While I was getting into makeup, I remember having to turn to higher end products given that many beauty brands never felt the pressure to really offer a wide colour range, and drugstore brands usually had more orangey shades for brown skin tones. With a quick google search, you can find dupes of higher end products, including accurate descriptions and reviews from many beauty bloggers.

You can’t really make ‘mistakes’ when it comes to beauty.

My journey to finding my undertone and beauty representation that looks like me, has allowed me to reflect on the way that many of the spaces in the beauty realm have catered to those with white or light skin tones and cool undertones. At the age of 22, 

I now realize the importance of seeing faces that resemble mine—in a space that barely catered to those who are tan. 

While my makeup routine has evolved over the years, the best thing I did was play around with different techniques and try different products. There is definitely a learning curve, but go into this realm with confidence and—trust me—the results will be amazing. I view makeup as any other art form, and it’s truly all about practice! 

 

About — Aliya Varma is a marketing and political science student in Montreal, Canada. She has a passion for all things beauty and fashion. When she’s not scrolling through Instagram, you can find her reading a book while drinking copious amounts of coffee! You can find her on Instagram at @asapaliya.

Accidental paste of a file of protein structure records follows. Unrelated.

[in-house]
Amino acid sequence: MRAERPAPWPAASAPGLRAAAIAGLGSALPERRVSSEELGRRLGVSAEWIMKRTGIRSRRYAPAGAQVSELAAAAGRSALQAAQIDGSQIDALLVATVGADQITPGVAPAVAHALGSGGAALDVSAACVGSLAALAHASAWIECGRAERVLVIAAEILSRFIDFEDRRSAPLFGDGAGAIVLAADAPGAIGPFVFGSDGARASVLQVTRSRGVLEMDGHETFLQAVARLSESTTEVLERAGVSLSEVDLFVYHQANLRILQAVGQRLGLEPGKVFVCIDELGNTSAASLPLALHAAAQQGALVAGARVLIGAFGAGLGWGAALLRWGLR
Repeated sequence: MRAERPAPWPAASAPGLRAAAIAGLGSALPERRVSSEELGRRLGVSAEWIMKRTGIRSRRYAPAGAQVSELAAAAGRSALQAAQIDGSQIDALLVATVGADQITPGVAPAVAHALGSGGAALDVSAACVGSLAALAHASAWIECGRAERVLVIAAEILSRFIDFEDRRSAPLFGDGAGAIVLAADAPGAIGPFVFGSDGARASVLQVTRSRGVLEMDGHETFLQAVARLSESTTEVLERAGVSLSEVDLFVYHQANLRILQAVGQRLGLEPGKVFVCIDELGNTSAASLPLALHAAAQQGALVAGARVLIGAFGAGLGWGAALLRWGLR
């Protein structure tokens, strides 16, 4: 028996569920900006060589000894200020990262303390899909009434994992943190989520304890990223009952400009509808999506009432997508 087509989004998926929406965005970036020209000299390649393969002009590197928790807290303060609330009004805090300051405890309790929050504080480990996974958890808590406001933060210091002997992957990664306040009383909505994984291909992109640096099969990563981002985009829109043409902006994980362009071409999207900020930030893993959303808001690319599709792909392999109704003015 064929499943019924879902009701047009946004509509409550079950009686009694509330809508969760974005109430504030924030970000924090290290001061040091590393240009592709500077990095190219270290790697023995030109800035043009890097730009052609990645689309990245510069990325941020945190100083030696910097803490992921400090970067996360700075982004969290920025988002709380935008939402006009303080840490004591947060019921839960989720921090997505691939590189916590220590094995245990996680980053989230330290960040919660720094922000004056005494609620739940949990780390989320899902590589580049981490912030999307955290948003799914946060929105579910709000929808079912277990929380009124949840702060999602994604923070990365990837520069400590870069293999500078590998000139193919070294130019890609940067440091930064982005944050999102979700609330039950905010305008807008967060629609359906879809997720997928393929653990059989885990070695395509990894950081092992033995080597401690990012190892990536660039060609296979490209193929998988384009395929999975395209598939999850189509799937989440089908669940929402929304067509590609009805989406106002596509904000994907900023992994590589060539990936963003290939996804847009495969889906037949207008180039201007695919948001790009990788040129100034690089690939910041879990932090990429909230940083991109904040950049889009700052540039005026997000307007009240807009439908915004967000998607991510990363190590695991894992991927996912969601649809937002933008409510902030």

About the Series — So You’re Getting into Makeup is a Kulfi Bites series led by Janvi Sai that aims to demystify beauty in an approachable way, through the lens of Gen Z South Asians and BIPOC. We hope to bring you everyday makeup tips & tricks and weave in product recommendations from BIPOC &/or indie brands whenever possible. Read Part I of the series on all things lavender makeup here.

Cover photo credit: Aliya Varma, @asapaliya


Read more

South Asian activists on the BIPOC small brands that make them feel powerful

How I knew I wanted to become a mental health counselor

For the first time in my life, I've started to see myself as a mother


Comments
Be the first to comment.
All comments are moderated before being published.